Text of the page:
Unfortunately, WVU couldn't do anything with these opportunities.  The Mountaineers ranked sixth in punts, seventh in scoring drives, eighth in turnovers lost and ninth in turnovers on downs.

WVU Offensive Efficiency:  A Recent History

The next chart shows how WVU offenses have fared over the last ten seasons.

Year

Drives

Turnovers

Punts

Turnover on Downs

Missed FGs

Scoring Drives (TDs/FGs)

Efficiency Rating

2013

182

32

73

14

6

51 (34/17)

0.28

2012

177

13

45

18

8

80 (69/11)

0.45

2011

181

22

56

9

6

79 (63/16)

0.44

2010

165

28

67

7

7

52 (42/10)

0.32

2009

169

25

64

9

2

56 (43/13)

0.33

2008

162

16

62

9

3

55 (38/17)

0.34

2007

174

21

49

9

6

81 (68/13)

0.47

2006

156

17

35

4

5

82 (65/17)

0.53

2005

158

17

57

5

7

61 (50/11)

0.39

2004

156

22

56

9

8

59 (47/12)

0.38

Last season's Mountaineers possessed the worst offense of the last ten years.  That is hard to do when one recalls the three seasons when Jeff Mullen dismantled WVU's high powered offense.  Remember, Dana Holgorsen was brought to Morgantown to revitalize the Mountaineer's attack.

Diagnosis

Last season, WVU struggled on offense for numerous reasons.

First, all three quarterbacks lacked starting experience for WVU.  That's what happens when an NFL caliber player like Geno Smith runs the offense for three years.

Second, the offense lacked experience - particularly at the skill positions.  WVU only returned two starters from 2012.  Both were linemen.  All skill position players, with the exception of Ivan McCartney, had never started for WVU.  Houston transfer and now NFL running back Charles Sims could not be a one man show.  Meanwhile, junior college transfers Dreamius Smith, Mario Alford and Kevin White saw their first FBS action.

Third, the offensive line, combined with an inexperienced backfield, failed to protect WVU's quarterbacks.  The offense allowed 28 sacks.  Millard, Trickett and Childress often lacked the time needed to find open receivers.

Fourth, accuracy and injury issues plagued the Mountaineer quarterbacks.  Quarterbacks missed receivers in critical third down situations.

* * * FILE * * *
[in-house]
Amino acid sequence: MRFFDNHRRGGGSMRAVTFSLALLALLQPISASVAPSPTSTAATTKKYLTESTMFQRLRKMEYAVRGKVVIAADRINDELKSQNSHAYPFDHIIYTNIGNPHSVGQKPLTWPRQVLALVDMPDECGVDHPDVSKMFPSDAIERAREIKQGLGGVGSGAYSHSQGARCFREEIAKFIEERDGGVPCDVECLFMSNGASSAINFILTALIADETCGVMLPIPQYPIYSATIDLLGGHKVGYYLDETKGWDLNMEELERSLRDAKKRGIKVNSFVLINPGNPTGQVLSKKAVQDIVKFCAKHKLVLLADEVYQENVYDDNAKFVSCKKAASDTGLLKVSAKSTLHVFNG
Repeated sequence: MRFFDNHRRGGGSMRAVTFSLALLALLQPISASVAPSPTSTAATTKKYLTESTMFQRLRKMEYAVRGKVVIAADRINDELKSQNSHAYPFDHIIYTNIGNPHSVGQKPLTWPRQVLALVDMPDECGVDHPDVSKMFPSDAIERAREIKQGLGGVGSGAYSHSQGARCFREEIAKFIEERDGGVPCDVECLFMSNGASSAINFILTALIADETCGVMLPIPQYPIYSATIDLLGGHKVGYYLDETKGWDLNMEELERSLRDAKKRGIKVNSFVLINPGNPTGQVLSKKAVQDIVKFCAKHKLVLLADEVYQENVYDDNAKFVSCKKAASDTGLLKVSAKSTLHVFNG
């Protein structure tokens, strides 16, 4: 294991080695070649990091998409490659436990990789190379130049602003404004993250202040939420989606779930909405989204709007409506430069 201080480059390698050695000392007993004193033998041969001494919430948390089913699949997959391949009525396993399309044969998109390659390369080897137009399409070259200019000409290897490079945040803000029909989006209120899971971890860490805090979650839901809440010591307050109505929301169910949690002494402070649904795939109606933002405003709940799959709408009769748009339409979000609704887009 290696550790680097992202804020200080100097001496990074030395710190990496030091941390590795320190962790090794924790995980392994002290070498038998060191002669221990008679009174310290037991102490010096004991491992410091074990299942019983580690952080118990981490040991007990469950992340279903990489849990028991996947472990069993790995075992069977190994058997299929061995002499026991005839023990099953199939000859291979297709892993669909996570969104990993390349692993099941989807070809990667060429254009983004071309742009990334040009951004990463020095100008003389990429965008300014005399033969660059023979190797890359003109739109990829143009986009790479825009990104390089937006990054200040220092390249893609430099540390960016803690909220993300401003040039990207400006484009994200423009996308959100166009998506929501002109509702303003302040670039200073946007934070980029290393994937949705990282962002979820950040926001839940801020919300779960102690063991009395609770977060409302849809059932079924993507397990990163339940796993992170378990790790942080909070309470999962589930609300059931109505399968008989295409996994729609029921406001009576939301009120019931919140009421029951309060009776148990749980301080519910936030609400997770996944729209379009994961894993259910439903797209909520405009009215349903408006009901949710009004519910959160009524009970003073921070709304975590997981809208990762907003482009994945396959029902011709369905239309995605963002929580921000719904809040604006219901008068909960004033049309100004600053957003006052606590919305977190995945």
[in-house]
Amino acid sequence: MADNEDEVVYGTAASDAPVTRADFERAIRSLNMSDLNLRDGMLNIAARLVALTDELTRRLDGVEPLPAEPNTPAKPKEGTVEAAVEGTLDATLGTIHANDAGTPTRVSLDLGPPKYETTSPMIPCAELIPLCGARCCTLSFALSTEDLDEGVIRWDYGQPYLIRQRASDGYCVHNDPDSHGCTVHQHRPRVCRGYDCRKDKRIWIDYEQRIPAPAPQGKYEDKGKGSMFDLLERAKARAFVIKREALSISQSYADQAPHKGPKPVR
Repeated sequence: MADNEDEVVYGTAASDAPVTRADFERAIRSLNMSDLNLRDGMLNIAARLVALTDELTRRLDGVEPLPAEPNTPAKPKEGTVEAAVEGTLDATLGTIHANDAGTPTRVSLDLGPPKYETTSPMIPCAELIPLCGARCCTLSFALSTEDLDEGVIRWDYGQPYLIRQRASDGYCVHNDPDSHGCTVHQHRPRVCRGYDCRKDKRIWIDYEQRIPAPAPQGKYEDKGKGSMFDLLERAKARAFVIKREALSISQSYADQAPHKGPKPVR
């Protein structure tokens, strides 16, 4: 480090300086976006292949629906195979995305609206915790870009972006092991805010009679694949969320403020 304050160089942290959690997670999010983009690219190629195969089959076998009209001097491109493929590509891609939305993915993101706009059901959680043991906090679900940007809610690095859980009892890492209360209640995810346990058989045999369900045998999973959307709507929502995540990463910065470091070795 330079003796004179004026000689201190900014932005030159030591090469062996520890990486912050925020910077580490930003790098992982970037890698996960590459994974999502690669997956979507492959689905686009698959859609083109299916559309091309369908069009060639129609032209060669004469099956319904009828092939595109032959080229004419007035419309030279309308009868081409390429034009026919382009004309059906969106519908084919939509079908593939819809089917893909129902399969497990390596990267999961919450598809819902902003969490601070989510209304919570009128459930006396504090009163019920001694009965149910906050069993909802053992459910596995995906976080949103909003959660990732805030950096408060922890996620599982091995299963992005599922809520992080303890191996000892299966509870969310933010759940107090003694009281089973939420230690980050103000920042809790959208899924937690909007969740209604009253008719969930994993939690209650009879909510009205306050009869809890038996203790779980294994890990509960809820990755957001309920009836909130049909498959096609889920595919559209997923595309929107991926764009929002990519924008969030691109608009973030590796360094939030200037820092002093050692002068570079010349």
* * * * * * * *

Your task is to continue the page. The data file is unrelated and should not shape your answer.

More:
Fifth, the offense couldn't stay on the field.  The offensive line couldn't push forward the line of scrimmage in short yardage situations.  Receivers dropped numerous passes.  Turnovers killed drives.

Whatever could go wrong often did.

Prognosis

In Lindy's Sports College Football 2014 Preview, an anonymous Big 12 coach summed up WVU's offensive problems in the following statement:

"Dana is figuring out that this head coaching stuff ain't easy.  West Virginia's got some personnel problems on offense, and he knows it...We know what Dana wants to do on offense.  But he doesn't have the people to do it.  It's that simple."

That statement summed up last season.   But does it hold true in 2014?

Much work needs to be done to make Dana Holgorsen's offense a respectable and relevant unit.

The Mountaineers return six starters and plenty of experience as they begin their third Big 12 campaign.

Quinton Spain and Mark Glowinski anchor a young line that has game experience.  Trickett has had a full year to comprehend Holgorsen's offense.   The receivers need to show improvement.  At the Big 12 Media Days in Dallas, Holgorsen stated that Trickett has "built the communication needed with his receivers" to make the offense effective.  The backfield possesses plenty of talent, depth and experience.

This experience needs to translate into greater offensive efficiency.

If experience translates into improvement, then the Mountaineer's prospects for a winning record greatly improve.

Tomorrow's article discusses offensive red zone efficiency.

As always,

Let's Go, Mountaineers!

Series Links:

1.       Offensive Line Play

2.       Quarterback Play

3.       Efficiency

4.       Red Zone Efficiency

5.       Turnovers

*Information/stats for this article come from the following sources:  wvusports.com, cfbstats.com, ncaa.com, WVUStats.com, philsteele.com, espn.go.com, Phil Steele's 2014 College Football Preview, Lindy's Sports College Football 2014 Preview, Athlon Sports College Football 2014 National Edition, and USA Today Sports 2014 College Football Preview.